Water was both essential and a barrier to early life on Earth – microdroplets are one potential solution to this paradox

It’s a paradox: Life needs water to survive, but a world full of water can’t generate the biomolecules that would have been essential for early life. Or so researchers thought.

Water is everywhere. Most of the human body is made of it, much of planet Earth is covered by it and humans can’t survive more than a couple of days without drinking it. Water molecules have unique characteristics that allow them to dissolve and transport compounds through your body, provide structure to your cells and regulate your temperature. In fact, the basic chemical reactions that enable life as we know it require water, photosynthesis being one example.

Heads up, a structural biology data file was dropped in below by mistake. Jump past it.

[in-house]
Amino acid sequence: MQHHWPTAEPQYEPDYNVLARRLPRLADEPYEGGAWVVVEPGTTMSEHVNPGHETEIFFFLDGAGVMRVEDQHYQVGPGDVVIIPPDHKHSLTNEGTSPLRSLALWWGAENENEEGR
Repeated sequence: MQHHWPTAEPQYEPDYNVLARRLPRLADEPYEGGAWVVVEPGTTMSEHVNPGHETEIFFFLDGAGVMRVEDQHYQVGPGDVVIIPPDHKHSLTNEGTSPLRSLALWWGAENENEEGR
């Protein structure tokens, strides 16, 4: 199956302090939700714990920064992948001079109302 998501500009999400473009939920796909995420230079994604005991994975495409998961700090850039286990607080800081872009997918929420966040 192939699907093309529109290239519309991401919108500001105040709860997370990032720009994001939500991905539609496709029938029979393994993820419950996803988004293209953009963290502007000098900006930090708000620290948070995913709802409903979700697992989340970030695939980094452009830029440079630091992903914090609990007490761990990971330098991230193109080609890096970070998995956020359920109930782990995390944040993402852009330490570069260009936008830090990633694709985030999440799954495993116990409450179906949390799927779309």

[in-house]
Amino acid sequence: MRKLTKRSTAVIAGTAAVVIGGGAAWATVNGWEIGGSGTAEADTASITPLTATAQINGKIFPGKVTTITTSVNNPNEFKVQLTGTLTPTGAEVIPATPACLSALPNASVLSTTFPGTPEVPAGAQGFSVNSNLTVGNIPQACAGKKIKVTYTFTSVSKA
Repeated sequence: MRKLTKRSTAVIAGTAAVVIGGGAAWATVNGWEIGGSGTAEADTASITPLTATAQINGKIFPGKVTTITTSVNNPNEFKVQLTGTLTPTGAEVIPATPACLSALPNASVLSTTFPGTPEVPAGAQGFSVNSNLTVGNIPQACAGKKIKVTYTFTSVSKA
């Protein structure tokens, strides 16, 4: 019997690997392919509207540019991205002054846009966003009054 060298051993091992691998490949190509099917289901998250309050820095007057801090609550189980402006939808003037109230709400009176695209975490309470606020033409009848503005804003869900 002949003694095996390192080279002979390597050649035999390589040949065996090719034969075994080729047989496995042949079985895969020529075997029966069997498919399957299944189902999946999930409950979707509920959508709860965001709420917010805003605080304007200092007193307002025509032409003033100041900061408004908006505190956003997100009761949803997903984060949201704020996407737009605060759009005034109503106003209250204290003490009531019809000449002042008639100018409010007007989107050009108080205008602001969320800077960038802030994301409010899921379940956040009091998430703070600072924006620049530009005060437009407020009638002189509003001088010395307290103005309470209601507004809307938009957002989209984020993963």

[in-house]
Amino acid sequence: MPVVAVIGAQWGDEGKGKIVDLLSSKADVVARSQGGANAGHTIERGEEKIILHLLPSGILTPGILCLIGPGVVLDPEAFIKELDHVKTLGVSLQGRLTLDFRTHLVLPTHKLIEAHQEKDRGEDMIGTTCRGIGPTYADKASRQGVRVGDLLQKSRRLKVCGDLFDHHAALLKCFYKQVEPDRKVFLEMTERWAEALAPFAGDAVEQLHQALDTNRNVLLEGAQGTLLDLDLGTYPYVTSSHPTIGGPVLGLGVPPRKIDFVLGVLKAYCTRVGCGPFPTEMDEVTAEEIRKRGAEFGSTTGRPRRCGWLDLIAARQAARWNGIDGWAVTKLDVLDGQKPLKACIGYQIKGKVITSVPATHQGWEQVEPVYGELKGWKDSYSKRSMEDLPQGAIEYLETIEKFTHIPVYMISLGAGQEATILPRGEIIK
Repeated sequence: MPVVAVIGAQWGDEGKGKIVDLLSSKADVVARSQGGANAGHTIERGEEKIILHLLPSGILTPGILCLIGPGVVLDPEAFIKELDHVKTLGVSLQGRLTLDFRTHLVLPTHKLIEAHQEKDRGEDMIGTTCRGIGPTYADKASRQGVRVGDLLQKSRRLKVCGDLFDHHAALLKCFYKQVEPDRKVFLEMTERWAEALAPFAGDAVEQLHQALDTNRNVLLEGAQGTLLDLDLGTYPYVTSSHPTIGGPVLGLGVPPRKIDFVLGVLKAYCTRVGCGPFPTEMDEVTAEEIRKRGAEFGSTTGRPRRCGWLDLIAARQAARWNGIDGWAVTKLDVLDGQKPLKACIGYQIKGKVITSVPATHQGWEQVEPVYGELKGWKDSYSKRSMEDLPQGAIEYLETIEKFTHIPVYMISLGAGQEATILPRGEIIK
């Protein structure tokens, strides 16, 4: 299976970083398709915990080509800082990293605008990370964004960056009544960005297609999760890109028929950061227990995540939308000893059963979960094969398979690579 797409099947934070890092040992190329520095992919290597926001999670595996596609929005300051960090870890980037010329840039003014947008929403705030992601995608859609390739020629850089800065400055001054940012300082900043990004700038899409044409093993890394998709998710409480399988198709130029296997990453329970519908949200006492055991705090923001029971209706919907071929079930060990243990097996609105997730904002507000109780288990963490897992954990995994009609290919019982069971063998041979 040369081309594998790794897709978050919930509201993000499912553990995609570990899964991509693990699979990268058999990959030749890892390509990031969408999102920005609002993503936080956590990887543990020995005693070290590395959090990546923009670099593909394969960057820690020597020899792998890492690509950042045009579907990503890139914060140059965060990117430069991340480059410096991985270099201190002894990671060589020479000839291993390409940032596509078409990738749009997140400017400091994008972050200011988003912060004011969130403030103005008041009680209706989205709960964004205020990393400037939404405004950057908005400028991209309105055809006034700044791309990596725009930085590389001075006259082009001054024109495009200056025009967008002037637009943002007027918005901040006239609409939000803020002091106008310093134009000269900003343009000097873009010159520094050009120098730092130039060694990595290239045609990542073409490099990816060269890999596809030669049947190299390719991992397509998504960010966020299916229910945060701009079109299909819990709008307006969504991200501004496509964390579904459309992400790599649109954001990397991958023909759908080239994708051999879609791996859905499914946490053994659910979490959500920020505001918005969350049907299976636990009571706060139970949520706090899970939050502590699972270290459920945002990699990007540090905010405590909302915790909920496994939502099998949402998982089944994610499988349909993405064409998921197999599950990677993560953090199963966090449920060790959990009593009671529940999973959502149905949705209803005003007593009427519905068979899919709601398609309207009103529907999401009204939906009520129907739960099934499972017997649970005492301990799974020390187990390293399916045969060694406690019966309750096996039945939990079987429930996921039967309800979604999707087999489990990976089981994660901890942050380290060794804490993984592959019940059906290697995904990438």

However, when the first biomolecules like proteins and DNA started coming together in the early stages of planet Earth, water was actually a barrier to life.

The reason why is surprisingly simple: The presence of water prevents chemical compounds from losing water. Take, for example, proteins, which are one of the main classes of biological molecules that make up your body. Proteins are, in essence, chains of amino acids linked together by chemical bonds. These bonds are formed through a condensation reaction that results in the loss of a molecule of water. Essentially, the amino acids need to get “dry” in order to form a protein.